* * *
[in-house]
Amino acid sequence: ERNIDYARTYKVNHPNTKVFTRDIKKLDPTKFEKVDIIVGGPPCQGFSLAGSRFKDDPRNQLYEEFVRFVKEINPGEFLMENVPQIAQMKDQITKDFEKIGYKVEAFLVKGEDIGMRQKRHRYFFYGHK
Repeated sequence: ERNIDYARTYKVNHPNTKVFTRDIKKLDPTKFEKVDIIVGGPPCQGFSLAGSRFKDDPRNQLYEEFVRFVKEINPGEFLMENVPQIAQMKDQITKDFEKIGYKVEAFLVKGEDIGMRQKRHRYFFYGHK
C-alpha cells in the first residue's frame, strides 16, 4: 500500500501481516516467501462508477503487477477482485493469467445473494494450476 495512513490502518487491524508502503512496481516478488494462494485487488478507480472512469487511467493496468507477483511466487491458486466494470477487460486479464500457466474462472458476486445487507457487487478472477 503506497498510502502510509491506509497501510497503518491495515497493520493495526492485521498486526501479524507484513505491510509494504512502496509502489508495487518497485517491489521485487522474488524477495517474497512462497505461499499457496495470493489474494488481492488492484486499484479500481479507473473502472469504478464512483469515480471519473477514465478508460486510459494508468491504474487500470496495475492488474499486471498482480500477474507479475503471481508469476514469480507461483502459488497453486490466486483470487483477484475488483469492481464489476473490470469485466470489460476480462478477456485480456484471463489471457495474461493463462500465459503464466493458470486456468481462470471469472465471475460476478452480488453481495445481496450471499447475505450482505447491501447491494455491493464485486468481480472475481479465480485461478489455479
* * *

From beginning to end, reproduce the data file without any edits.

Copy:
[in-house]
Amino acid sequence: ERNIDYARTYKVNHPNTKVFTRDIKKLDPTKFEKVDIIVGGPPCQGFSLAGSRFKDDPRNQLYEEFVRFVKEINPGEFLMENVPQIAQMKDQITKDFEKIGYKVEAFLVKGEDIGMRQKRHRYFFYGHK
Repeated sequence: ERNIDYARTYKVNHPNTKVFTRDIKKLDPTKFEKVDIIVGGPPCQGFSLAGSRFKDDPRNQLYEEFVRFVKEINPGEFLMENVPQIAQMKDQITKDFEKIGYKVEAFLVKGEDIGMRQKRHRYFFYGHK
C-alpha cells in the first residue's frame, strides 16, 4: 500500500501481516516467501462508477503487477477482485493469467445473494494450476 495512513490502518487491524508502503512496481516478488494462494485487488478507480472512469487511467493496468507477483511466487491458486466494470477487460486479464500457466474462472458476486445487507457487487478472477 503506497498510502502510509491506509497501510497503518491495515497493520493495526492485521498486526501479524507484513505491510509494504512502496509502489508495487518497485517491489521485487522474488524477495517474497512462497505461499499457496495470493489474494488481492488492484486499484479500481479507473473502472469504478464512483469515480471519473477514465478508460486510459494508468491504474487500470496495475492488474499486471498482480500477474507479475503471481508469476514469480507461483502459488497453486490466486483470487483477484475488483469492481464489476473490470469485466470489460476480462478477456485480456484471463489471457495474461493463462500465459503464466493458470486456468481462470471469472465471475460476478452480488453481495445481496450471499447475505450482505447491501447491494455491493464485486468481480472475481479465480485461478489455479